Columbia | Mr. Worker Bee
GMAT 710, GPA 3.56
Yale | Mr. Environmental Sustainability
GRE 326, GPA 3.733
Wharton | Ms. Ultimate Frisbee
GRE 326, GPA 3.47
Tuck | Mr. Recreational Pilot
GRE 326, GPA 3.99
MIT Sloan | Mr. Semiconductor Engineer
GMAT 750, GPA 3.68
Kellogg | Mr. Sales Engineer
GMAT 740, GPA 3.00
Yale | Mr. Project Management
GRE 310, GPA 3.3
Harvard | Ms. JMZ
GMAT 750, GPA 3.47
Harvard | Mr. Renewable Energy Investing
GMAT 740, GPA 4.0
Stanford GSB | Mr. JD To MBA
GRE 326, GPA 3.01
Kellogg | Mr. Boutique Consultant
GMAT 760, GPA 3.67
INSEAD | Ms. Startup Enthusiast
GMAT 750, GPA 3.6
Wharton | Mr. Food & Beverage
GMAT 720, GPA 3.75
INSEAD | Ms. Humble Auditor
GMAT 710, GPA 3.56
Harvard | Mr. Markets Guy
GMAT 760, GPA 3.62
Kellogg | Mr. Hope-I-Get-In
GMAT 720, GPA 3.62
Yale | Mr. AI & Fitness
GMAT 720, GPA 3.88
Stanford GSB | Just Jim
GRE 335, GPA 3.99
Harvard | Mr. RIPKobe
GMAT 750, GPA 3.87
HEC Paris | Mr. Indian Journalist
GMAT 690, GPA 2.8
Kellogg | Mr. Andrew
GMAT 720, GPA 3.6
Kellogg | Ms. Clean Tech
GMAT 690, GPA 3.96
Chicago Booth | Mr. Masters To MBA
GMAT 730, GPA 3.9
NYU Stern | Mr. Long Shot
GRE 303, GPA 2.75
Kellogg | Ms. Kellogg Bound Ideator
GMAT 710, GPA 2.4
Darden | Ms. Teaching-To-Tech
GRE 326, GPA 3.47
Harvard | Mr. Amazon Manager
GMAT 740, GPA 3.2

A Breathtaking Pay Day For HBS Grads

Harvard Business School Professor Anita Elberse

Harvard Business School Professor Anita Elberse


There also were fewer entrepreneurs launching companies directly out of the MBA program this year. The number of HBS founders fell to 64 from 84 last year. Harvard said that 26% of this year’s founders decided to start their own businesses before coming to HBS, down from 31% a year earlier, while 23% made the choice during the summer between their first and second years, roughly the same as the 22% who did that last year.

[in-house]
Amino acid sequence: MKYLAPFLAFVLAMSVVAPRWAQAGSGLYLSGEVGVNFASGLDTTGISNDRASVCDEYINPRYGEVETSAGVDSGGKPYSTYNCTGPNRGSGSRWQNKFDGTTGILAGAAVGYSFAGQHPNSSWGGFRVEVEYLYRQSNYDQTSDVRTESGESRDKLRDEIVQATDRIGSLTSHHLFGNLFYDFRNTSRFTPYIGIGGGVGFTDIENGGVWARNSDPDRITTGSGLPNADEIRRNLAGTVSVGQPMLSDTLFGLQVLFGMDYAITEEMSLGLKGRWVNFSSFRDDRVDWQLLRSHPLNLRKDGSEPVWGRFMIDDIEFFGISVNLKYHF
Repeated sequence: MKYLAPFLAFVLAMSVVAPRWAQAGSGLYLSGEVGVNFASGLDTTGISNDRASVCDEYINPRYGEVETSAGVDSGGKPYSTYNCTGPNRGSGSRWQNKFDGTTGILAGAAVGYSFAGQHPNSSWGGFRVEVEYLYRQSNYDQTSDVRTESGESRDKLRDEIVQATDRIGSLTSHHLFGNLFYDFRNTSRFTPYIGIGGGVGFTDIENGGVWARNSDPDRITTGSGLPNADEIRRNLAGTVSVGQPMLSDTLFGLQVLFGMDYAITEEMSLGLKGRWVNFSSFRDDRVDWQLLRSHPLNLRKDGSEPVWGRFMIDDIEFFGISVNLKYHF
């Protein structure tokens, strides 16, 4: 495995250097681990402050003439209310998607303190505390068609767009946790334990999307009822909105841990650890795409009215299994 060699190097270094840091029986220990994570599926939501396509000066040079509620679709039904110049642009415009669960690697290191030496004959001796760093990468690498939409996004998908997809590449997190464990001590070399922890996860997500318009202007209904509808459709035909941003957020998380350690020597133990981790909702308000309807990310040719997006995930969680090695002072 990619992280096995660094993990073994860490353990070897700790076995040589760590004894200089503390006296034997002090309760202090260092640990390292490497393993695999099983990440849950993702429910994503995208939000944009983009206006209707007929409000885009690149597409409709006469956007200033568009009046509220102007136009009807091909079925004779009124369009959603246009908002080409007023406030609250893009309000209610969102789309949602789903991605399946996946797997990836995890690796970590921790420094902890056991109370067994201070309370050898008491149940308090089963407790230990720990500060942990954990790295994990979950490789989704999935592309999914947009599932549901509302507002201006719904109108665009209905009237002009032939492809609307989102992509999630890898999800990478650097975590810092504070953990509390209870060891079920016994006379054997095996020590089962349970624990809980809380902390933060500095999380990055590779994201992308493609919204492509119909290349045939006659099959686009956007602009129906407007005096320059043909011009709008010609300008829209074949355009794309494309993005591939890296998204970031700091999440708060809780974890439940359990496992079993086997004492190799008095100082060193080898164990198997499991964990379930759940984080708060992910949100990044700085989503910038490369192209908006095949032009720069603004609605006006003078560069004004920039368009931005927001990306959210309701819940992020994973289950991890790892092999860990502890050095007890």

Most Harvard MBAs—43%— landed their jobs in the northeast, with the west accouting for 24% of the class, down from 26% last year. “The number of students going west did go down a little, but it’s only about 20 fewer students,” says Fitzpatrick. “It’s not huge, but maybe we have hti the top of the bubble.”

Fitzpatrick says that although the consulting industry upped its base salaries by $5,000 to $145,0000 this year, “it’s not that there is a ton of difference between the industries. So it’s not that big a difference. At a certain point, once you are well over $100,000, you are going to pay your loans back and live comfortably. So salary isn’t something that students seemed concerned about. They are more interested in industry and function.”

Since the job market began its recovery from the Great Recession in 2010, pay and placement numbers at the leading business schools have been on a steady upward trajectory until hitting record levels in the past three years. The early signs for next year’s class look strong in terms of both job postings and on-campus visits by companies, says Fitzpatrick. “We still have no early indicators of a downturn. Everything is still steady state.”

About The Author

John A. Byrne is the founder and editor-in-chief of C-Change Media, publishers of Poets&Quants and four other higher education websites. He has authored or co-authored more than ten books, including two New York Times bestsellers. John is the former executive editor of Businessweek, editor-in-chief of Businessweek. com, editor-in-chief of Fast Company, and the creator of the first regularly published rankings of business schools. As the co-founder of CentreCourt MBA Festivals, he hopes to meet you at the next MBA event in-person or online.